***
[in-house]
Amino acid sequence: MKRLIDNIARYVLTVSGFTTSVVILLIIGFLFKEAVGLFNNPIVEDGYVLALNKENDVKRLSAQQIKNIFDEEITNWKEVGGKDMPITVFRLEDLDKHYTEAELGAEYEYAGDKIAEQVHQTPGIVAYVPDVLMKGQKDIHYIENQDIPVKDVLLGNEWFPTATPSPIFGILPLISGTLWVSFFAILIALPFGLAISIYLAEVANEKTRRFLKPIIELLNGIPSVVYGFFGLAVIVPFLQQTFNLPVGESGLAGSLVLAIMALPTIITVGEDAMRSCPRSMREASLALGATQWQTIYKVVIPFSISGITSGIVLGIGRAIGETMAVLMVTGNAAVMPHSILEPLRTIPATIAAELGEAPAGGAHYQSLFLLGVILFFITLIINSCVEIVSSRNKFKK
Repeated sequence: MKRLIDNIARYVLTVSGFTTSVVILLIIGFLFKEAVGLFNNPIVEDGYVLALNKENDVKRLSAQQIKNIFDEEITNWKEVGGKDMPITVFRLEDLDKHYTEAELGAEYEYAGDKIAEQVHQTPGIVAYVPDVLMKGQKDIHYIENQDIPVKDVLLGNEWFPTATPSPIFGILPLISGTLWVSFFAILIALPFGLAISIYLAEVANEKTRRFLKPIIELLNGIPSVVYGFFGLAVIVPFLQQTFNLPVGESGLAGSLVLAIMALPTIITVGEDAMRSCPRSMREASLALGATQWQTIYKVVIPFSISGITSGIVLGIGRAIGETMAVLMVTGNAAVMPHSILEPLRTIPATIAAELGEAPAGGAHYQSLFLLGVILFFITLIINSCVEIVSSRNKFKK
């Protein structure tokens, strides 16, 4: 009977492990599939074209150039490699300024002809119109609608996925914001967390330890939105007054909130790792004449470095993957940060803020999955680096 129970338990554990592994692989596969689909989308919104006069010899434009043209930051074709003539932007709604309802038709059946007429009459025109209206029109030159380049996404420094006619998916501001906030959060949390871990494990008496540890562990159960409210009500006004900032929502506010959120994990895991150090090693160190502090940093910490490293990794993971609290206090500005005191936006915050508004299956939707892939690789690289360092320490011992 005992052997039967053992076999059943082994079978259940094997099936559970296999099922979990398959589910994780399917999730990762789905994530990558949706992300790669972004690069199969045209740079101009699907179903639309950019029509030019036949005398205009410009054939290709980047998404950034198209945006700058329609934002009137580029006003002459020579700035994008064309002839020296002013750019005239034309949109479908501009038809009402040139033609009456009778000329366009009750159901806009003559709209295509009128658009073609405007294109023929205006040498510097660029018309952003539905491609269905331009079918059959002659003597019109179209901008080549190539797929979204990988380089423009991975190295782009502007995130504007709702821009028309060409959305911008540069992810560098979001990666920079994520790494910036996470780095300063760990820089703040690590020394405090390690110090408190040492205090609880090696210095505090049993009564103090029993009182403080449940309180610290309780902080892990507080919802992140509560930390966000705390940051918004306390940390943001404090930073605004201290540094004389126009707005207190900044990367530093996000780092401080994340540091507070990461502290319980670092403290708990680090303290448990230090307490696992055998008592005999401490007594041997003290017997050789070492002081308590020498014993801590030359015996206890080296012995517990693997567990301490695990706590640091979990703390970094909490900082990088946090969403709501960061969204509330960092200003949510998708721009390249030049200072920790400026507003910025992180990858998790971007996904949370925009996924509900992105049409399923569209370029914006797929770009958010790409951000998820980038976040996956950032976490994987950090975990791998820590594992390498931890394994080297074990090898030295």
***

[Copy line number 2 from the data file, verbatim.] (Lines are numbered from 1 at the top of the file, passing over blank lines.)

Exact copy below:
Amino acid sequence: MKRLIDNIARYVLTVSGFTTSVVILLIIGFLFKEAVGLFNNPIVEDGYVLALNKENDVKRLSAQQIKNIFDEEITNWKEVGGKDMPITVFRLEDLDKHYTEAELGAEYEYAGDKIAEQVHQTPGIVAYVPDVLMKGQKDIHYIENQDIPVKDVLLGNEWFPTATPSPIFGILPLISGTLWVSFFAILIALPFGLAISIYLAEVANEKTRRFLKPIIELLNGIPSVVYGFFGLAVIVPFLQQTFNLPVGESGLAGSLVLAIMALPTIITVGEDAMRSCPRSMREASLALGATQWQTIYKVVIPFSISGITSGIVLGIGRAIGETMAVLMVTGNAAVMPHSILEPLRTIPATIAAELGEAPAGGAHYQSLFLLGVILFFITLIINSCVEIVSSRNKFKK